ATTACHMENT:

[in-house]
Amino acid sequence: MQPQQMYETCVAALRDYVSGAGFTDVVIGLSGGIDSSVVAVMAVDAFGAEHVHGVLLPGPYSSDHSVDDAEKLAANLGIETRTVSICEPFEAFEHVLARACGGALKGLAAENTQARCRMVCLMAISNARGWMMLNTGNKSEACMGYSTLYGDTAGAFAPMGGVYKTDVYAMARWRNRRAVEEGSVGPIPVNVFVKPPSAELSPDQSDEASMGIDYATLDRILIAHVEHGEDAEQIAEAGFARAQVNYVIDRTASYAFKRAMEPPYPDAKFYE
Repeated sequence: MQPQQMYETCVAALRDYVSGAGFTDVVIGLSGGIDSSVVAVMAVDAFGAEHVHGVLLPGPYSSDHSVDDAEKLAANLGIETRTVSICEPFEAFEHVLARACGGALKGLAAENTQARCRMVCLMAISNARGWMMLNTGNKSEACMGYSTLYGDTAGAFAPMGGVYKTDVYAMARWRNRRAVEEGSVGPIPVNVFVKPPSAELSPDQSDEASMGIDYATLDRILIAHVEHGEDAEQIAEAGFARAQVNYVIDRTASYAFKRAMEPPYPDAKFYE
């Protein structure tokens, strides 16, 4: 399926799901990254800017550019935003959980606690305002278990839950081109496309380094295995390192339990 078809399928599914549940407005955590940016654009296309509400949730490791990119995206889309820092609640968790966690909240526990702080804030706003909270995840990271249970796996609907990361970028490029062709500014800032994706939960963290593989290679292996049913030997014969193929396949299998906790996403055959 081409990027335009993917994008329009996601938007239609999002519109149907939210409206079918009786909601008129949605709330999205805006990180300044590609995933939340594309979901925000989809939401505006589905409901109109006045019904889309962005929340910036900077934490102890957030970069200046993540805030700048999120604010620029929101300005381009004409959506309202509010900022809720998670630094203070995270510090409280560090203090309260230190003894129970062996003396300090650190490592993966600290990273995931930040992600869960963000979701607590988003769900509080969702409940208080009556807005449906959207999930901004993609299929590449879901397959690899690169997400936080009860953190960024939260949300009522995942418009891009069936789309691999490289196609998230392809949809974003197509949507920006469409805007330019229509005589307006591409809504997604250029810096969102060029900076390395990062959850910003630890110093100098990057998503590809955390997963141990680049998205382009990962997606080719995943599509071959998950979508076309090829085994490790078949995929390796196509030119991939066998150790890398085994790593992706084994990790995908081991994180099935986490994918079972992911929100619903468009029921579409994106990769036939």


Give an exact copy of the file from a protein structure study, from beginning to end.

[in-house]
Amino acid sequence: MQPQQMYETCVAALRDYVSGAGFTDVVIGLSGGIDSSVVAVMAVDAFGAEHVHGVLLPGPYSSDHSVDDAEKLAANLGIETRTVSICEPFEAFEHVLARACGGALKGLAAENTQARCRMVCLMAISNARGWMMLNTGNKSEACMGYSTLYGDTAGAFAPMGGVYKTDVYAMARWRNRRAVEEGSVGPIPVNVFVKPPSAELSPDQSDEASMGIDYATLDRILIAHVEHGEDAEQIAEAGFARAQVNYVIDRTASYAFKRAMEPPYPDAKFYE
Repeated sequence: MQPQQMYETCVAALRDYVSGAGFTDVVIGLSGGIDSSVVAVMAVDAFGAEHVHGVLLPGPYSSDHSVDDAEKLAANLGIETRTVSICEPFEAFEHVLARACGGALKGLAAENTQARCRMVCLMAISNARGWMMLNTGNKSEACMGYSTLYGDTAGAFAPMGGVYKTDVYAMARWRNRRAVEEGSVGPIPVNVFVKPPSAELSPDQSDEASMGIDYATLDRILIAHVEHGEDAEQIAEAGFARAQVNYVIDRTASYAFKRAMEPPYPDAKFYE
């Protein structure tokens, strides 16, 4: 399926799901990254800017550019935003959980606690305002278990839950081109496309380094295995390192339990 078809399928599914549940407005955590940016654009296309509400949730490791990119995206889309820092609640968790966690909240526990702080804030706003909270995840990271249970796996609907990361970028490029062709500014800032994706939960963290593989290679292996049913030997014969193929396949299998906790996403055959 081409990027335009993917994008329009996601938007239609999002519109149907939210409206079918009786909601008129949605709330999205805006990180300044590609995933939340594309979901925000989809939401505006589905409901109109006045019904889309962005929340910036900077934490102890957030970069200046993540805030700048999120604010620029929101300005381009004409959506309202509010900022809720998670630094203070995270510090409280560090203090309260230190003894129970062996003396300090650190490592993966600290990273995931930040992600869960963000979701607590988003769900509080969702409940208080009556807005449906959207999930901004993609299929590449879901397959690899690169997400936080009860953190960024939260949300009522995942418009891009069936789309691999490289196609998230392809949809974003197509949507920006469409805007330019229509005589307006591409809504997604250029810096969102060029900076390395990062959850910003630890110093100098990057998503590809955390997963141990680049998205382009990962997606080719995943599509071959998950979508076309090829085994490790078949995929390796196509030119991939066998150790890398085994790593992706084994990790995908081991994180099935986490994918079972992911929100619903468009029921579409994106990769036939």